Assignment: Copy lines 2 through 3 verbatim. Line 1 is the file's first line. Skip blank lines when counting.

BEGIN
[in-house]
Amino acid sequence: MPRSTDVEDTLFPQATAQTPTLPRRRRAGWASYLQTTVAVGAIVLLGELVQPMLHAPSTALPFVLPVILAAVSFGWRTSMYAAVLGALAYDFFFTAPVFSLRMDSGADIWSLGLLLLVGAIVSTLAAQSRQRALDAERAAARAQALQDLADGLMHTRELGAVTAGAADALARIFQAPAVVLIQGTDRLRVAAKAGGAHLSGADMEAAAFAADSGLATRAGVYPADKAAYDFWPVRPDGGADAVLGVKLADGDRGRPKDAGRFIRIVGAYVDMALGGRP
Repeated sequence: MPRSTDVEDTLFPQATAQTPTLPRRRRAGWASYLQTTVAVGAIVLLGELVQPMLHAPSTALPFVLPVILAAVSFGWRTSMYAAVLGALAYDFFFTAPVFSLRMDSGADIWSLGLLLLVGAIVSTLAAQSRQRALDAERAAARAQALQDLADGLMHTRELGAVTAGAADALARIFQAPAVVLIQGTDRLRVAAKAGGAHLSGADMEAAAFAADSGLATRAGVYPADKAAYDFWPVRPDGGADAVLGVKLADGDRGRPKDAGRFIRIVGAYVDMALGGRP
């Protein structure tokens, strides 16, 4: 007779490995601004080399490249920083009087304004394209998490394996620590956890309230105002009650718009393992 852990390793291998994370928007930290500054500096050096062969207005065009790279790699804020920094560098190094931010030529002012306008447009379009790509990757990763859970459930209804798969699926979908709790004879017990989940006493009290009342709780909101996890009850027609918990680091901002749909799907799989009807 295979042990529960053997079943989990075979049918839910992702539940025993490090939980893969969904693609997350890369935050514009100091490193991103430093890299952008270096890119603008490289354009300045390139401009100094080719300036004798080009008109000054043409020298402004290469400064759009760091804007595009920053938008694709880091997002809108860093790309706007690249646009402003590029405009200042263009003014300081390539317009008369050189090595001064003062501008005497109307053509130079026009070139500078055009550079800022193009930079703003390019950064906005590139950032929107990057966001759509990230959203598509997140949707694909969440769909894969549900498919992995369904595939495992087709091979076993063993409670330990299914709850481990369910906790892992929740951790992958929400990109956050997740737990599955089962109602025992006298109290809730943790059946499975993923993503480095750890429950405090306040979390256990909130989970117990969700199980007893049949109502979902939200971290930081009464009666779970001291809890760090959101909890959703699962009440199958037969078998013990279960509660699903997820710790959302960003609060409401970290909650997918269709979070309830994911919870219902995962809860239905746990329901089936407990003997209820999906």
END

Amino acid sequence: MPRSTDVEDTLFPQATAQTPTLPRRRRAGWASYLQTTVAVGAIVLLGELVQPMLHAPSTALPFVLPVILAAVSFGWRTSMYAAVLGALAYDFFFTAPVFSLRMDSGADIWSLGLLLLVGAIVSTLAAQSRQRALDAERAAARAQALQDLADGLMHTRELGAVTAGAADALARIFQAPAVVLIQGTDRLRVAAKAGGAHLSGADMEAAAFAADSGLATRAGVYPADKAAYDFWPVRPDGGADAVLGVKLADGDRGRPKDAGRFIRIVGAYVDMALGGRP
Repeated sequence: MPRSTDVEDTLFPQATAQTPTLPRRRRAGWASYLQTTVAVGAIVLLGELVQPMLHAPSTALPFVLPVILAAVSFGWRTSMYAAVLGALAYDFFFTAPVFSLRMDSGADIWSLGLLLLVGAIVSTLAAQSRQRALDAERAAARAQALQDLADGLMHTRELGAVTAGAADALARIFQAPAVVLIQGTDRLRVAAKAGGAHLSGADMEAAAFAADSGLATRAGVYPADKAAYDFWPVRPDGGADAVLGVKLADGDRGRPKDAGRFIRIVGAYVDMALGGRP